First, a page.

Converged infrastructure. I love the name because it’s not something I saw in a marketing pamphlet, I heard it from another engineer and admin who used the term to describe another product that is very similar (yet quite different). It stuck with me because the name _actually relates to the products_. Converged infrastructure means a system, a datacenter platform, in a box. A platform that can be all you need (minus the networking, for now) to keep a company afloat.
The two big names this year are Scale Computing and Nutanix. While they may cross paths a bit in the middle, it seems to me they are targeting two different customer bases. Scale is bringing this technology to an audience who has been shirked by the enterprise friendly VMware features (and pricing structure), allowing smaller companies to enter the virtualization and storage age, even VDI, without breaking the bank. Nutanix on the other hand, is taking VMware as it is and enhancing the manageability, removing overhead and putting it all into a little box with a lot of horsepower. This year at VMworld I had the chance to meet with Nutanix and get the skinny on what they’ve got. In the Tech Field Day briefing prior to the round-table recording, Dheeraj Pandey, Founder and CEO of Nutanix, filled us in on the company and technology behind their product.
The system is a compute and storage platform collapsed into one box that clusters. It’s a series of storage attached servers running hypervisors that scales out as needs grow and change. Single points of failure are eliminated and there is a decoupling of HA and storage management down to simple policy creation. Mainly marketed and deployed as a VDI deployment (but not limited to), Pandey describes the product as "low friction, high velocity VMs" that can take care of all needs for the infrastructure. Anything the customer might need from VDI brokers to user space to desktop VMs and more can be run easily within their boxes. This allows them multiple insertion points into a company; via the storage, desktop, or server teams, which could end up being the driving factor in their apparent run at mid-market domination.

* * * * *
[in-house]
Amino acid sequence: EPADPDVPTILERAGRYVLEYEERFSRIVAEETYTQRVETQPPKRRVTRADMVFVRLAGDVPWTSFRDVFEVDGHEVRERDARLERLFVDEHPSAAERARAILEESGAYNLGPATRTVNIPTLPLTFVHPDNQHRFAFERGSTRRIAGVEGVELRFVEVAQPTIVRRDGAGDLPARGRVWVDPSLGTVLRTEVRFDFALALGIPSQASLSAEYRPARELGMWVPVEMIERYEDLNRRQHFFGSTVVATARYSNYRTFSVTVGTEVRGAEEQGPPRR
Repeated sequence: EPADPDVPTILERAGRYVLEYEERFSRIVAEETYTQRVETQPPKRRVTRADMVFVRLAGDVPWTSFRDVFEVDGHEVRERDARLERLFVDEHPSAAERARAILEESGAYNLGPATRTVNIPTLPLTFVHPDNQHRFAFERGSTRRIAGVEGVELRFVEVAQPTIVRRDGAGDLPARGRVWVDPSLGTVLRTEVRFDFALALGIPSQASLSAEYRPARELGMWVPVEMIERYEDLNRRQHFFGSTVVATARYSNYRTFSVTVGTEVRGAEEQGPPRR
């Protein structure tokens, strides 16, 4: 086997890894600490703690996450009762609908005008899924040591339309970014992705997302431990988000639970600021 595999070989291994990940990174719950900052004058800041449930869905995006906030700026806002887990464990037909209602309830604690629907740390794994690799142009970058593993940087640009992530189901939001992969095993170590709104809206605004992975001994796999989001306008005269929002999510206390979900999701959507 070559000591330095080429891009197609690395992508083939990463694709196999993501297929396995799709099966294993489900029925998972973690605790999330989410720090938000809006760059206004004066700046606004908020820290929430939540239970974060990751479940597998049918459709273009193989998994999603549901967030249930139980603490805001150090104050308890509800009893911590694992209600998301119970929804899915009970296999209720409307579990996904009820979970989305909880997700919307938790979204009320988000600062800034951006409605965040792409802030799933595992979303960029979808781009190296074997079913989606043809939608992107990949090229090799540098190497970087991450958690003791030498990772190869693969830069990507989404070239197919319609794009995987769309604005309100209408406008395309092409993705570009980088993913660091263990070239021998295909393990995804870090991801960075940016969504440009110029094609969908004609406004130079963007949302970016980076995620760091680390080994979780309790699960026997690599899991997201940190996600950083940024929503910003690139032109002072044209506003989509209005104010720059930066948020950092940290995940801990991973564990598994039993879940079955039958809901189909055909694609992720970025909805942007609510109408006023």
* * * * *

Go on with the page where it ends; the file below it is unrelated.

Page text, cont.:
Currently Nutanix only supports VMware, but Hyper-V and KVM are being worked on in the labs with possible releases sooner than later. With Hyper-V making a move at enterprise features and KVM gaining some popularity (and the low cost of running both) it makes perfect sense to being looking at them. Additionally, the data path is independent of the hypervisor making it a fairly simple task to place any hypervisor on top (saying that from this side of the keyboard is easy). The integration comes via the control plane and work on porting the platform to give customers a bigger choice is underway.
The starting point when ordering from Nutanix is 3 nodes, which gives redundancy and the ability to grow before needing to buy a new chassis. Each cluster contains up to 4 nodes (motherboard, processors, and RAM) plus the system storage in one chassis. The clusters are capable of up to 2TB of RAM, have 8 processor sockets, and a 40Gb (a single 10Gb interface per node) connection to the network. There are 24 drive bays available to be filled, but a fully populated system will lose 4 of those drives to the nodes as a boot and system utility (logging, calculations, etc) drive. The storage consists of a mix of SAS spindle drive, SSD, and Fusion-IO to allow for data tiering, metadata storage, and redundancy. There is no RAID controller (thus no hardware dependency) and all redundancy is managed through their proprietary software.